The government is ready to abandon its plans to give legal powers to the Competition and Markets Authority (CMA), according to a report by FT.

In 2020, the government announced plans to strengthen the regulator, which would allow it to directly impose rules on technology companies operating in the UK and fine them up to 10% of their turnover if those rules are violated.

A shadow department called the Digital Markets Division (DMU) has been set up within the CMA, with a staff of 60 in preparation for the promised new powers. This unit is working on existing investigations, including the takeover of Giphy by Facebook and the alleged restrictive practices of Google and Apple with their app stores.

whatever FT reports that the government is backing down of these plans and that the Queen’s speech on 10 May will not contain any mention of additional powers for the CMA. Without legal provisions, the supervisory body will not be able to impose new rules or fine technology companies, remaining limited to making recommendations to parliament.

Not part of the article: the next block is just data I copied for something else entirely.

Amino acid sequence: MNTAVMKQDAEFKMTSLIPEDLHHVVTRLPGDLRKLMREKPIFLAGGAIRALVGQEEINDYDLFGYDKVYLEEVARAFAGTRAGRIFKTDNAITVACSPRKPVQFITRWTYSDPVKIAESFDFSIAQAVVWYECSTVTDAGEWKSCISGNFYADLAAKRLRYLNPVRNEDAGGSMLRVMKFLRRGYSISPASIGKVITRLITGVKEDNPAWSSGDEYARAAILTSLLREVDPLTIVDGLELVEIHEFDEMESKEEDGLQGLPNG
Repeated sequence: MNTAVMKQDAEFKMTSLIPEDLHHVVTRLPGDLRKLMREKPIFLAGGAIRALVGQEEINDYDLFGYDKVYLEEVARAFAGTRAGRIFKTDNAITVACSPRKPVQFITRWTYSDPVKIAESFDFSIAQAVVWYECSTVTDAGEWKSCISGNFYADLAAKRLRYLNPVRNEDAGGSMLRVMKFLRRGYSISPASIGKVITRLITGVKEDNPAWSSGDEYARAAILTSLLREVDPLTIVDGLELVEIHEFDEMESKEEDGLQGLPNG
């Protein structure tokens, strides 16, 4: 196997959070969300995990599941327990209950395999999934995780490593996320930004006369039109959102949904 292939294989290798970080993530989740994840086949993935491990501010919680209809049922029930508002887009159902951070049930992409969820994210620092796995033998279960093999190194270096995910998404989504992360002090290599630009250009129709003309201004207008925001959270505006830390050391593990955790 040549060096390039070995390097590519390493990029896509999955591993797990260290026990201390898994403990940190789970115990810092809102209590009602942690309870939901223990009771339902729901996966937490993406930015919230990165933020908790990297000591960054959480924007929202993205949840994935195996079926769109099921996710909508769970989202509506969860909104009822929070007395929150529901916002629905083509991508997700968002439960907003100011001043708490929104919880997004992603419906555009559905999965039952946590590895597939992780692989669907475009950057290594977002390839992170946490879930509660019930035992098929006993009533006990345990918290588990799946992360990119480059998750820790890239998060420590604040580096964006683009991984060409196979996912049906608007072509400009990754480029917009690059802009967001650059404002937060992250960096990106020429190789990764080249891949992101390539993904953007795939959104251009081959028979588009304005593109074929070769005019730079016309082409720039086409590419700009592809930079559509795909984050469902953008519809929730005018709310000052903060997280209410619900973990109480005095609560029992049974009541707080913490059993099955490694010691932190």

Julian Knight, chairman of the Commons Committee on Digital Technology, Culture, Media and Sport, told FT that the lack of new legislation would be a hammer blow to the UK’s ability to regulate the technology sector.

If the report is accurate, it would mean that the United Kingdom is moving in the opposite direction of the EU, which in recent weeks has negotiated new rules to limit the market power of major online platforms through the adoption of the Digital Market Act and the Digital Services Act.

The DMA, which comes into force later this year, aims to facilitate the entry of small and medium-sized technologies into markets currently dominated by technology giants by tackling anti-competitive practices. Meanwhile, the DSA, which has yet to pass through the European Parliament and the Council, will regulate online advertising and content hosted by online providers and social media companies. Both are backed by substantial fines.

https://www.computing.co.uk/news/4049099/uk-abandon-plans-watchdog-powers-regulate-big-tech-report

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